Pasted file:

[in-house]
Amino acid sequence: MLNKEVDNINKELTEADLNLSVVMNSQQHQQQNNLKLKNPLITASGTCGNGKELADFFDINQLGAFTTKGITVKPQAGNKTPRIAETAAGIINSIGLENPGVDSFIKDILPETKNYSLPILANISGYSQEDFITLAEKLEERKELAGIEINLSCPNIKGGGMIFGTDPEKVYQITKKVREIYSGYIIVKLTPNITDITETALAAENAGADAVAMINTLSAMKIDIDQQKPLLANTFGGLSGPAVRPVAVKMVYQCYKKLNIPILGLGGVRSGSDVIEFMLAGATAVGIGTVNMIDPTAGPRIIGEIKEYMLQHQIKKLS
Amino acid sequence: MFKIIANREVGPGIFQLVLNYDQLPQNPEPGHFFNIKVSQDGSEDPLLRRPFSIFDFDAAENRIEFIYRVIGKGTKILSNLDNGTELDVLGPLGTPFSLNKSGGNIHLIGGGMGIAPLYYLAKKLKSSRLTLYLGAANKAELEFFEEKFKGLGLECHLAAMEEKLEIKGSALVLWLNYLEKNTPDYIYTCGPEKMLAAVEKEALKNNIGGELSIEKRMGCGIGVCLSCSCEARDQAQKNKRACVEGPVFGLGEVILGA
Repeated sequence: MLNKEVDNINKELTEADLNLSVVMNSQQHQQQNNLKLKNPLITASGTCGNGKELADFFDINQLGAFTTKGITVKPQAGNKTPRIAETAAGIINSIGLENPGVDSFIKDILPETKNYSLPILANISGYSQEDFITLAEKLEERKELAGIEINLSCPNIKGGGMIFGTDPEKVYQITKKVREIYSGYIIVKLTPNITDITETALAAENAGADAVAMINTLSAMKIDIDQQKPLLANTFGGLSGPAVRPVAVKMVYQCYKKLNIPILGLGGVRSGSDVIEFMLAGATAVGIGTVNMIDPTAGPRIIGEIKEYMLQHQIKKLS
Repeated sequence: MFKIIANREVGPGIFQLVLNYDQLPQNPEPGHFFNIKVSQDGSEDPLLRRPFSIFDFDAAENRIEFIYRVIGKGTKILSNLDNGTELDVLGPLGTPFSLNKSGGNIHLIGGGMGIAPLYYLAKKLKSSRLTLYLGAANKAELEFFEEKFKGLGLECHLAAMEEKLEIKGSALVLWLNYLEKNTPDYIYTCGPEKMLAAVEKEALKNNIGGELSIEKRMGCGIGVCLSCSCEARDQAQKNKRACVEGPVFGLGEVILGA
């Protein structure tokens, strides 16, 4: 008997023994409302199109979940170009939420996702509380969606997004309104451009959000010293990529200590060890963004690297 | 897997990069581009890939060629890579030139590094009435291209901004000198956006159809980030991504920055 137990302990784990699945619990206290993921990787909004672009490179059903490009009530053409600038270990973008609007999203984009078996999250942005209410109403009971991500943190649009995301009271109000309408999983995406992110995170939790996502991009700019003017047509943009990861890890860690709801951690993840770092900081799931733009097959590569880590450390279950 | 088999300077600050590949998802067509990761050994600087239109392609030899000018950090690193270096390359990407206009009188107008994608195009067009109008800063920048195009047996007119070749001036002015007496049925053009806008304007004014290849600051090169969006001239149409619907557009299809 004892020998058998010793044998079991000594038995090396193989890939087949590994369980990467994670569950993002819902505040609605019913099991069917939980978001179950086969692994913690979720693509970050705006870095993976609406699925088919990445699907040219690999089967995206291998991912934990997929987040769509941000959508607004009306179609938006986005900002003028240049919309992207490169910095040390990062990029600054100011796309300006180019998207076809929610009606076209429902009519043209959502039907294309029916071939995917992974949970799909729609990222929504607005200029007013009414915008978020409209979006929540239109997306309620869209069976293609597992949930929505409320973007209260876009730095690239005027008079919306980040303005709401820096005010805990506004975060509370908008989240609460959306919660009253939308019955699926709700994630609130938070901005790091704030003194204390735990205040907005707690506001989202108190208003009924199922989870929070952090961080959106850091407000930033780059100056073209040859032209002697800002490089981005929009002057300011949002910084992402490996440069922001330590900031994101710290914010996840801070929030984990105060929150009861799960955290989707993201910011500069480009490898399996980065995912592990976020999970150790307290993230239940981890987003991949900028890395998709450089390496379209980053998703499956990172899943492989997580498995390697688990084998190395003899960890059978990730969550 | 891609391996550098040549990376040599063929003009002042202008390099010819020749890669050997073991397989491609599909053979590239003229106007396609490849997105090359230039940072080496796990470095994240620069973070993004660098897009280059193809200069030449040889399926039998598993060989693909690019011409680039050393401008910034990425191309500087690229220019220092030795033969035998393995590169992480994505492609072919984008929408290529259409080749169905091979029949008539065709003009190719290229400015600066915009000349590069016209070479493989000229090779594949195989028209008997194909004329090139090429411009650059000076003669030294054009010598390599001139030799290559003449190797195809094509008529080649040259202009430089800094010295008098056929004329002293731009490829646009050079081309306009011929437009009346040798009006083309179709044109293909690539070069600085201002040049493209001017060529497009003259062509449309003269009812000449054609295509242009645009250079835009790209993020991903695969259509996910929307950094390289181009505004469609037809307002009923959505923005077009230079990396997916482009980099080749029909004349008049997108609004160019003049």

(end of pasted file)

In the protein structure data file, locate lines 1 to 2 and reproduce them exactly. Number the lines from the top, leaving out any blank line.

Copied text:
[in-house]
Amino acid sequence: MLNKEVDNINKELTEADLNLSVVMNSQQHQQQNNLKLKNPLITASGTCGNGKELADFFDINQLGAFTTKGITVKPQAGNKTPRIAETAAGIINSIGLENPGVDSFIKDILPETKNYSLPILANISGYSQEDFITLAEKLEERKELAGIEINLSCPNIKGGGMIFGTDPEKVYQITKKVREIYSGYIIVKLTPNITDITETALAAENAGADAVAMINTLSAMKIDIDQQKPLLANTFGGLSGPAVRPVAVKMVYQCYKKLNIPILGLGGVRSGSDVIEFMLAGATAVGIGTVNMIDPTAGPRIIGEIKEYMLQHQIKKLS